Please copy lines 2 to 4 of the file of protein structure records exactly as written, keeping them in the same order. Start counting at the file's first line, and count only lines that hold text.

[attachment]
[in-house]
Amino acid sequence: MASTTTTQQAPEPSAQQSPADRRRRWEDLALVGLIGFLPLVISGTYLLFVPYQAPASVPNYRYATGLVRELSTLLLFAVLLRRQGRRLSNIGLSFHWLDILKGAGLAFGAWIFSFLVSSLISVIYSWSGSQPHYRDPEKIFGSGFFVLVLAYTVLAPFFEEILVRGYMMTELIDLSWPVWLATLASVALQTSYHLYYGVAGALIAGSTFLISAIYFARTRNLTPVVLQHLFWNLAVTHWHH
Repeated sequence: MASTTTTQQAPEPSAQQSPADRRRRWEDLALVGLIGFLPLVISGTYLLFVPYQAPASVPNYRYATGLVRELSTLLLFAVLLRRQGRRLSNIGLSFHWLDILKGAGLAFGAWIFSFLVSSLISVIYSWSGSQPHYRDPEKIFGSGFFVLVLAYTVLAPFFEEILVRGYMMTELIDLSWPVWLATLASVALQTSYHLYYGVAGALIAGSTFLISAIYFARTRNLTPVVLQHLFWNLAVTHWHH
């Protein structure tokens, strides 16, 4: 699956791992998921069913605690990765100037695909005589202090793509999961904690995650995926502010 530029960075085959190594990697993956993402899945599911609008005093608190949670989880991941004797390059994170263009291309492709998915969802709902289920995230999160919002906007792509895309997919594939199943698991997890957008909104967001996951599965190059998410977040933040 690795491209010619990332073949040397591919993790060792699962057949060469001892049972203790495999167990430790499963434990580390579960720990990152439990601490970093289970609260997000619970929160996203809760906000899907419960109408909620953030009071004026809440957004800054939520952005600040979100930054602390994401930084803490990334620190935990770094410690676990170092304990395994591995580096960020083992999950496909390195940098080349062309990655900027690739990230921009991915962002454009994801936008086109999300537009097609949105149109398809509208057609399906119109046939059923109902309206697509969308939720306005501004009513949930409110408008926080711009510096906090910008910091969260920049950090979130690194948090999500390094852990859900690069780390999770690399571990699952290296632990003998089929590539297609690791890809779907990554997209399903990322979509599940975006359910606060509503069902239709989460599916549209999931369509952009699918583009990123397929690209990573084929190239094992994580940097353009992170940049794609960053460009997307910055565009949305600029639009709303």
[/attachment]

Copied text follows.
Amino acid sequence: MASTTTTQQAPEPSAQQSPADRRRRWEDLALVGLIGFLPLVISGTYLLFVPYQAPASVPNYRYATGLVRELSTLLLFAVLLRRQGRRLSNIGLSFHWLDILKGAGLAFGAWIFSFLVSSLISVIYSWSGSQPHYRDPEKIFGSGFFVLVLAYTVLAPFFEEILVRGYMMTELIDLSWPVWLATLASVALQTSYHLYYGVAGALIAGSTFLISAIYFARTRNLTPVVLQHLFWNLAVTHWHH
Repeated sequence: MASTTTTQQAPEPSAQQSPADRRRRWEDLALVGLIGFLPLVISGTYLLFVPYQAPASVPNYRYATGLVRELSTLLLFAVLLRRQGRRLSNIGLSFHWLDILKGAGLAFGAWIFSFLVSSLISVIYSWSGSQPHYRDPEKIFGSGFFVLVLAYTVLAPFFEEILVRGYMMTELIDLSWPVWLATLASVALQTSYHLYYGVAGALIAGSTFLISAIYFARTRNLTPVVLQHLFWNLAVTHWHH
């Protein structure tokens, strides 16, 4: 699956791992998921069913605690990765100037695909005589202090793509999961904690995650995926502010 530029960075085959190594990697993956993402899945599911609008005093608190949670989880991941004797390059994170263009291309492709998915969802709902289920995230999160919002906007792509895309997919594939199943698991997890957008909104967001996951599965190059998410977040933040 690795491209010619990332073949040397591919993790060792699962057949060469001892049972203790495999167990430790499963434990580390579960720990990152439990601490970093289970609260997000619970929160996203809760906000899907419960109408909620953030009071004026809440957004800054939520952005600040979100930054602390994401930084803490990334620190935990770094410690676990170092304990395994591995580096960020083992999950496909390195940098080349062309990655900027690739990230921009991915962002454009994801936008086109999300537009097609949105149109398809509208057609399906119109046939059923109902309206697509969308939720306005501004009513949930409110408008926080711009510096906090910008910091969260920049950090979130690194948090999500390094852990859900690069780390999770690399571990699952290296632990003998089929590539297609690791890809779907990554997209399903990322979509599940975006359910606060509503069902239709989460599916549209999931369509952009699918583009990123397929690209990573084929190239094992994580940097353009992170940049794609960053460009997307910055565009949305600029639009709303």